Of course, it’s silly to go through this exercise with the troll in the folktale, but what about the trolls in every day life?

I recently had the opportunity to meet someone in real life that I had previously regarded as a social media troll, because of his comments on Facebook about a particular topic, on which we were opposed.

The circumstances of why we were meeting were not the best, but we both recognized that there was a human being on the other side of the screen. And we met, discussed the issue, and discovered we had quite a bit in common. At the end, a friendship seemed possible, and empathy prevailed.

I’m so grateful for that experience — but I realize it’s not always possible to come face to face with the person who seems to have no other desires than to pick fights online. Much like the Troll on the bridge.

But what if we ask ourselves the questions I posed about the Troll? Why is this person so mean? What is behind their behavior? Were they given all of the love, attention and guidance that I was as a child? Are they struggling financially? Is their relationship on the rocks? Are they dealing with a dying parent, or mourning the loss of a loved one? Are they covering a fear by acting this way?

The Internet, in the hands of people without empathy, dehumanizes us. It allows us to forget that there is a person on the other side of those words. And, it’s so much easier (and satisfying) to go head to head with them and try to knock them off the bridge.

After all, who do they think they are? What gives them the right to be so outrageous? Our sense of right vs wrong and our desire to seek justice, and defend our good name takes over and we allow the trolls to have the power — even though what they probably are seeking is validation, love, attention. Not power.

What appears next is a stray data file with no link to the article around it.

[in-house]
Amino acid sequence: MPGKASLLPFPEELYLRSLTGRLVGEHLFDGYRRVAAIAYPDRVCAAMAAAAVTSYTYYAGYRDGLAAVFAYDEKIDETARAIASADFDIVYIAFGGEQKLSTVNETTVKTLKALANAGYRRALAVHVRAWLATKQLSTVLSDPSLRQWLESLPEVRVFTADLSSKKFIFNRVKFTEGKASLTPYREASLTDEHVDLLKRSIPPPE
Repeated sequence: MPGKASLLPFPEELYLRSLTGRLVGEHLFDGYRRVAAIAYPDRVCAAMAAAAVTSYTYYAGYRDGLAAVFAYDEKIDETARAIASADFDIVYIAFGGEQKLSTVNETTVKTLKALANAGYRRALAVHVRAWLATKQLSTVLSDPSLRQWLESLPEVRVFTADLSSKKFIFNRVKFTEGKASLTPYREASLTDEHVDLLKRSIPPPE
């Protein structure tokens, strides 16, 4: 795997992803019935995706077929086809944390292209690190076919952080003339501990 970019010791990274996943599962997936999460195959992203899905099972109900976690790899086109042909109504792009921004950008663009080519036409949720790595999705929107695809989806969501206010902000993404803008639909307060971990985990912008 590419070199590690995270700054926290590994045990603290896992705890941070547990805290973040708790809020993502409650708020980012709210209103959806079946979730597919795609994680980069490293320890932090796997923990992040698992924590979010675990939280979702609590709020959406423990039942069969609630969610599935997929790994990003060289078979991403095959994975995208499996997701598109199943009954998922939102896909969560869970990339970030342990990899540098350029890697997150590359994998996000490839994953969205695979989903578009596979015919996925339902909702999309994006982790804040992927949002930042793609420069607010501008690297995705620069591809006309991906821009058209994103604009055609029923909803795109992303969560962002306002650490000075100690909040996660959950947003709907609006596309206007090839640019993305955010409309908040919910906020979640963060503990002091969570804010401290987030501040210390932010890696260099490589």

What if they don’t even realize the impact their words or actions are having on you? What if, it’s not even personal?

Could you, would you be willing to let them have a pass. To let it go, to not take it personally, and just see them as someone who might be hurting?

Sure, there’s always an argument against this option. Bullies should be dealt with. I don’t condone the actions of the would-be trolls who create drama and toxicity to our social streams.

But, what if you invited them to coffee — instead of engaging in an online war that, most likely, no one will win, and will definitely force you to waste precious time.

Don’t worry if the troll has the last word. At some point, the biggest billy goat is going to come along, and that will be the end of the story.

I write a lot about the power of connection. It’s the foundation of many leaders’ stories of success. And, as they say, success leaves clues. So, as a detective, on the hunt for the best pathway for my own success, I have spent a lot of time studying. The most common theme among the most successful people that I admire (note, my definition of success is based upon the message that Zig Ziglar was so famous for:

“You will get all you want in life if you help enough other people get what they want.” 

The part that has recently been more relevant to me, is not as much about how connected one is, but how connectable

Before I get into this, there are a lot of precautions we all must take to ensure we’re taking care of ourselves. I do not condone helping others at your own expense, or letting others take advantage of your kindness, however, I do believe that the gateway to happiness toward a successful life is in the giving back to those who find themselves seeking answers to questions and puzzles you’ve already solved. To me, it’s much more efficient that way!

So, what do I mean by being connectable? Here are two short stories:

1. When I sent an email earlier this year, to my favorite author, Seth Godin, I was sending it for myself – not knowing whether he would receive the email, but knowing that I needed to share my gratitude for the way his work and his example has molded and shaped me and given me hope to make a difference. To put it simply, I wanted to connect to him. And, it could have been that I just sent the email, and went on with my life, knowing how busy, popular, important he was. But that’s not what happened. Within 15 minutes, I had a reply. This is what being connectable, what being a leader worth following, what realizing the value of the people around you (the connections you make, simply by being alive), is all about.